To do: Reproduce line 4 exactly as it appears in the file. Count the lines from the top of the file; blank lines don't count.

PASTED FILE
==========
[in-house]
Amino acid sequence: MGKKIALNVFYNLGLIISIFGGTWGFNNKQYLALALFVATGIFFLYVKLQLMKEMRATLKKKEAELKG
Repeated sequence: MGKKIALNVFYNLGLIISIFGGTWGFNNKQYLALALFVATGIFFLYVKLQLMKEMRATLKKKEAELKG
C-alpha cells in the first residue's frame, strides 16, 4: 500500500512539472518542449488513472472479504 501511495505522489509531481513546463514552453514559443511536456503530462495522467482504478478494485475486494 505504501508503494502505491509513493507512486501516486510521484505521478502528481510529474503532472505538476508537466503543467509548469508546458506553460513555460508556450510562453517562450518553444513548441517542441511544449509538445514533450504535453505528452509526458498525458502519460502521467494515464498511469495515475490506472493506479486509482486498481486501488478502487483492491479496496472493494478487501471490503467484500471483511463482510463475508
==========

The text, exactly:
C-alpha cells in the first residue's frame, strides 16, 4: 500500500512539472518542449488513472472479504 501511495505522489509531481513546463514552453514559443511536456503530462495522467482504478478494485475486494 505504501508503494502505491509513493507512486501516486510521484505521478502528481510529474503532472505538476508537466503543467509548469508546458506553460513555460508556450510562453517562450518553444513548441517542441511544449509538445514533450504535453505528452509526458498525458502519460502521467494515464498511469495515475490506472493506479486509482486498481486501488478502487483492491479496496472493494478487501471490503467484500471483511463482510463475508